The Snug Public House are preparing a three-day party.
The Snug Public House are preparing a three-day party. Photo: Mal Fairclough

Review by Chris Canty

The Snug Public House 

One day just isn't enough to celebrate St Patrick - the Snug's Irish owners Michael and Kim Lynch are preparing a three-day party starting on Saturday with live bands, Irish fare and back slaps for those in their 100 pint club. The jumbo breakfast roll (served before 3pm), with chunky hand-cut chips, two fried eggs, crispy bacon, Irish pork sausages, black and white pudding and grilled tomato is a fitting start to the festivities. It's called snug for a reason, so get in early.
68 Sydney Road, Brunswick; 9388 8756; thesnugpublichouse.com

The Irish Times

The Irish Times.
The Irish Times. Photo: Trent Kuhtz

City peeps can start the day with an early morning traditional Irish breakfast with white and black pudding. Just look for the huge Irish flag flapping overhead, or listen for bagpipers walking up and down Little Collins. The usual clientele is a mix of after-workers en route to the train station and sports-mad Irish, here to watch the Setanta channel on the box til 3am. Live music will be on all day upstairs.
427 Little Collins St, city; 9642 1699; theirishtimespub.com.au

The Corkman

Tucked away in Carlton's back streets and surrounded by Melbourne University's ever-expanding campus, The Corkman features historic bluestone foundations and bricks hand-pressed by convicts. A "slow trad session" on St Pat's day is ideal for those learning an instrument and Dublin Coddle (pork sausage, bacon, potato and barley poached in chicken stock) will be at the ready. Student specials are on offer throughout the week and there's dorm accommodation upstairs.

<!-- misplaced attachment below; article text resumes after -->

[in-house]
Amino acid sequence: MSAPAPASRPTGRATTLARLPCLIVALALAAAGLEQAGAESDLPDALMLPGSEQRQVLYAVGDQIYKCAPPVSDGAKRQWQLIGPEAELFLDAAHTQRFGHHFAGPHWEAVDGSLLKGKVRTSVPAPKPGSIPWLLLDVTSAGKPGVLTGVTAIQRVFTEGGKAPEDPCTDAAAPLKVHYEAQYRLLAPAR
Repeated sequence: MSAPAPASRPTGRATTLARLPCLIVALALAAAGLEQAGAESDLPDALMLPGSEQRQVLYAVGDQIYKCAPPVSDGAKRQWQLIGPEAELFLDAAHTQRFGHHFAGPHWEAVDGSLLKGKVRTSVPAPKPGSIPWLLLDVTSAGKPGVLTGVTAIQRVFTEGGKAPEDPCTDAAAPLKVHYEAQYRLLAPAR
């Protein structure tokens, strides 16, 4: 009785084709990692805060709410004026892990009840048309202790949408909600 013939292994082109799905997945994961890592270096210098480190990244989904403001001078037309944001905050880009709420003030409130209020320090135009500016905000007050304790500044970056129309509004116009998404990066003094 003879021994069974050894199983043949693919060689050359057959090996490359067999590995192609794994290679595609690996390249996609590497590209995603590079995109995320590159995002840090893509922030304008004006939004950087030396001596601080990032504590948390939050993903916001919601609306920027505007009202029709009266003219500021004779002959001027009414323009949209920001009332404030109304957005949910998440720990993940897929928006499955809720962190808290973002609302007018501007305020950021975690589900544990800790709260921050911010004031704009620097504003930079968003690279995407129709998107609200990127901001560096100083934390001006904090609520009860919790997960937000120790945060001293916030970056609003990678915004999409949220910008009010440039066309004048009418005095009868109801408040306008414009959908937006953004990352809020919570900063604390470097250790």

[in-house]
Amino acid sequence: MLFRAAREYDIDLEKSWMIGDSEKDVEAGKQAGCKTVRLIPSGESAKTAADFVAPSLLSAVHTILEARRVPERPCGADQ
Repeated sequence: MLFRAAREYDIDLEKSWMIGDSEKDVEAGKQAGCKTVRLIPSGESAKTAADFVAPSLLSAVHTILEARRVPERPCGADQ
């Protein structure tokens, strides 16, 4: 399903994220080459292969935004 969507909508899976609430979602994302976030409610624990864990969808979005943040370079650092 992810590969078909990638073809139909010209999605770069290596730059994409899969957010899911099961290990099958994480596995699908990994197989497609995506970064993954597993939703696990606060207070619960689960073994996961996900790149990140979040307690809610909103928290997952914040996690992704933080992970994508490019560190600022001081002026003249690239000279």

160 Leicester Street, Carlton; 9347 1772; thecorkman.com.au

The Drunken Poet.
The Drunken Poet.

The Drunken Poet

For the first time in years, the poet is opening for St Pat's Day. It's a small, intimate venue, filled with character and characters. Thanks to clever touches by owner Siobhan Dooley, it is generally regarded as the city's most authentic Irish venue. Choose from a good selection of local craft beers if Guinness is a wee bit heavy. The tiny crowd will undoubtedly huddle and move in unison as the tunes begin to play. Toasted sandwiches, pickled eggs and Taytos (Irish-brand chips) are always on offer for the peckish.
65 Peel Street, West Melbourne; 9348 9797; thedrunkenpoet.com.au

The Wee Chief

Since opening last year, the Chief has become a backpacker and Irish expat favourite, especially for the sports-obsessed; walls are adorned with famous Irish athletes, including a tribute to the great Jimmy Stynes. For the hungry, pull up to the barrel-cum-table and order the "Irish Parma", which resembles the standard parma but is wonderfully doused in McDonnells Curry Sauce. Celebrations with raucous tunes will start on Sunday.
2/12 Fitzroy St, St Kilda; 0403 216 760; theweechief.com.au